As the 2024 election season ramps up, so will political advertisements, and one group is getting started early.
The Americans for Contraception Education Fund says it has launched a high-six-figure ad campaign in North Carolina in favor of access to contraceptives.
The group has been involved in campaigns in favor of contraceptives across various states, including Ohio, Wisconsin and Virginia. These ads often target Republican officials. Despite this involvement, The News & Observer could not find many details on the organization online.
The group did issue a statement to The N&O.
“Through storytelling, proactive messaging, and organizing, AFCEF will educate and inform Americans at the federal and state level about policies affecting their right to contraception,” said Chris Fleming, spokesperson for Americans for Contraception.
“AFCEF will also create an educational foundation around the importance of establishing the right to contraception,” said Fleming, in a written statement shared by Susanna Hailey with Raleigh-based firm Nexus Strategies.
AFCEF bought ads online and in print in The N&O, targeting lawmakers including Republican Sens. Paul Newton, Tom McInnis, Michael Lee and Lisa Barnes.
These ads, which feature the photo and office phone number of these lawmakers, call on readers to reach out to the state officials and ask them where they stand on their Right To Use Contraception Act.
House Bill 670 and Senate Bill 540, which both would be called the Right to Use Contraception Act if passed into law, would declare that North Carolina “has no legitimate governmental interest in limiting the freedom to use contraception to prevent pregnancy.” Neither bill has had a hearing or moved forward.
A similar federal bill, sponsored by U.S. Rep. Kathy Manning, a Democrat from Greensboro, says that “an individual has a statutory right” to obtain “contraceptives and to voluntarily engage in contraception, free from coercion.” It also says health care providers have the right to provide contraceptives.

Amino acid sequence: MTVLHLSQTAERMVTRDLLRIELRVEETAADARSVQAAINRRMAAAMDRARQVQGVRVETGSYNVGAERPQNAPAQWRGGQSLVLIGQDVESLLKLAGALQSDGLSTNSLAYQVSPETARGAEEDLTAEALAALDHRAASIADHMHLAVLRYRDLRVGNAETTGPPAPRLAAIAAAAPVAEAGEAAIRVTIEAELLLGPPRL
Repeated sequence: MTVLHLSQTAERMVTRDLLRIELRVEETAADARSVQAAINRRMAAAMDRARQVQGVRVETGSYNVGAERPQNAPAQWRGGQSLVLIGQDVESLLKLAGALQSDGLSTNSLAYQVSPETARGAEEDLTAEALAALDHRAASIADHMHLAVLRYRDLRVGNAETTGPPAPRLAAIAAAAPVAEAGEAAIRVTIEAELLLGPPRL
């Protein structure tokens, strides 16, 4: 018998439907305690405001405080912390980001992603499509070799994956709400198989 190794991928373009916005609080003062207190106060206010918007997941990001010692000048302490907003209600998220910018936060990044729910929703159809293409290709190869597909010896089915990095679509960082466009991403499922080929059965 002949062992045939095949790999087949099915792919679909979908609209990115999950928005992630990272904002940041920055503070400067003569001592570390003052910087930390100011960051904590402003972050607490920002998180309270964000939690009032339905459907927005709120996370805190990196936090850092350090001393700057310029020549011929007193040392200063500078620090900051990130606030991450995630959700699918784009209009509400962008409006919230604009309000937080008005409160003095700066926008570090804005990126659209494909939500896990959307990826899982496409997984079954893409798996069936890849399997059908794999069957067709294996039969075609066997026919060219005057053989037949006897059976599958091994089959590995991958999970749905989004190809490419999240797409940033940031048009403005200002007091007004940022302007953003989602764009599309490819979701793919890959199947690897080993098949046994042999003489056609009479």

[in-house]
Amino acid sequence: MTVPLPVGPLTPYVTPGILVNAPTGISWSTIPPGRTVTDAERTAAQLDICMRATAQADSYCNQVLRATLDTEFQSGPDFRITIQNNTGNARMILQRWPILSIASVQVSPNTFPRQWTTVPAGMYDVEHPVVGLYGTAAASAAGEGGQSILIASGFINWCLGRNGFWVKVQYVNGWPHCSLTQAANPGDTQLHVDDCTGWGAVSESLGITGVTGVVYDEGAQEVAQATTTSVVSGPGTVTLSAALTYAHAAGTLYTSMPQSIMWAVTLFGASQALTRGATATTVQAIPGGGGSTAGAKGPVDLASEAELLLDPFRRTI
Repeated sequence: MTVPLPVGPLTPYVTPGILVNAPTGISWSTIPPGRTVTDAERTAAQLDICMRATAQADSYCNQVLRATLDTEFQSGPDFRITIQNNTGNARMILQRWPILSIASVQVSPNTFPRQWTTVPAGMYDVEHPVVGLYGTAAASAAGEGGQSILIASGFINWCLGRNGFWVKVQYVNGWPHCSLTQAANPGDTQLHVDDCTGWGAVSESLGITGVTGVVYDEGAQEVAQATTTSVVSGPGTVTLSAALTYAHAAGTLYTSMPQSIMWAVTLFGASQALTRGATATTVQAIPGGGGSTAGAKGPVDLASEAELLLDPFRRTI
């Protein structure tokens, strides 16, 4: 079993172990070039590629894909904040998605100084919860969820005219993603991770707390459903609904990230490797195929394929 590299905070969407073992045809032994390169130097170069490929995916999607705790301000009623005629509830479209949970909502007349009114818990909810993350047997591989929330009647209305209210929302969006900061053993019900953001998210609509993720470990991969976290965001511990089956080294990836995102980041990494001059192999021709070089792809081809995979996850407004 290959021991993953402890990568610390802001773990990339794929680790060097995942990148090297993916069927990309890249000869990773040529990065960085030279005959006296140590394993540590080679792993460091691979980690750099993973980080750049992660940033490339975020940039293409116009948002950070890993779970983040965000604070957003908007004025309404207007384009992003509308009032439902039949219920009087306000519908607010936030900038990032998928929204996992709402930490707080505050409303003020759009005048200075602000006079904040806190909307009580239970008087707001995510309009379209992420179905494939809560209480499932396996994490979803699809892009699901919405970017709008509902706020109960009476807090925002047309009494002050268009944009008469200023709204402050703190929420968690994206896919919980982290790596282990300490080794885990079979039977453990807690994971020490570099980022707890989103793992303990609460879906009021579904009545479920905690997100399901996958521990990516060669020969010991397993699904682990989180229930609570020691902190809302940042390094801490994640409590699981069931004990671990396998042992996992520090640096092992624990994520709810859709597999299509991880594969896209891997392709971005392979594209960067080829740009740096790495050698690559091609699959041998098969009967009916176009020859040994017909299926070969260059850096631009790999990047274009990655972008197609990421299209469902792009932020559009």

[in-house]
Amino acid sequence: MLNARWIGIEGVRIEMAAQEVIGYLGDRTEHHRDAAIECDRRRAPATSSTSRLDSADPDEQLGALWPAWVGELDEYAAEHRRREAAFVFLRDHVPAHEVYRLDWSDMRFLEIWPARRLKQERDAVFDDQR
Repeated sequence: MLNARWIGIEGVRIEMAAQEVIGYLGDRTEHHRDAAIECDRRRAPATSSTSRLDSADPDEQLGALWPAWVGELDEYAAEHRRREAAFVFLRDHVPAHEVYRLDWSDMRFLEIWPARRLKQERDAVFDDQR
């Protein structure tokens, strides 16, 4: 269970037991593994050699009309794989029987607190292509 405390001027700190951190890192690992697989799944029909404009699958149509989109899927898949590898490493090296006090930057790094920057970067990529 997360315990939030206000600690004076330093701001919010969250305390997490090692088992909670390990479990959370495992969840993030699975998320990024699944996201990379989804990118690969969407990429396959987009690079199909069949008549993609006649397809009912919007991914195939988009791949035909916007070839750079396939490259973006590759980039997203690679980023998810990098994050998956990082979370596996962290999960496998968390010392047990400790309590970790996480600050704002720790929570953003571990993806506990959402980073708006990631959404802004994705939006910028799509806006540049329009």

Scant details about Americans for Contraception
According to its website, the Americans for Contraception Education Fund “was created to alert Americans about the current state of contraception rights and how they are under attack.”
The website adds: “We learned from Americans’ reactions to the overturning of Roe v. Wade,” which cut federal abortion protections, “that the public did not realize how abortion rights and access were seriously under threat until it was too late. We must not make the same mistake with contraception.” The site does not feature information about the founders of the organization or affiliates.
There are currently no campaign finance disclosures by this organization in North Carolina. According to OpenSecrets, which tracks federal filings across the years, Americans for Contraception has declared $25,000 in special interest lobbying in 2023. Little else is listed about this organization in federal filings.
Before last year’s midterm elections, outside groups flooded the airwaves in North Carolina with tens of millions of dollars in political ads, especially in the last two months leading up to Election Day, as previously reported by The N&0. Federal filing records showed that groups affiliated with Republicans massively outspent groups affiliated with Democrats in the marquee race that year, for U.S. Senate.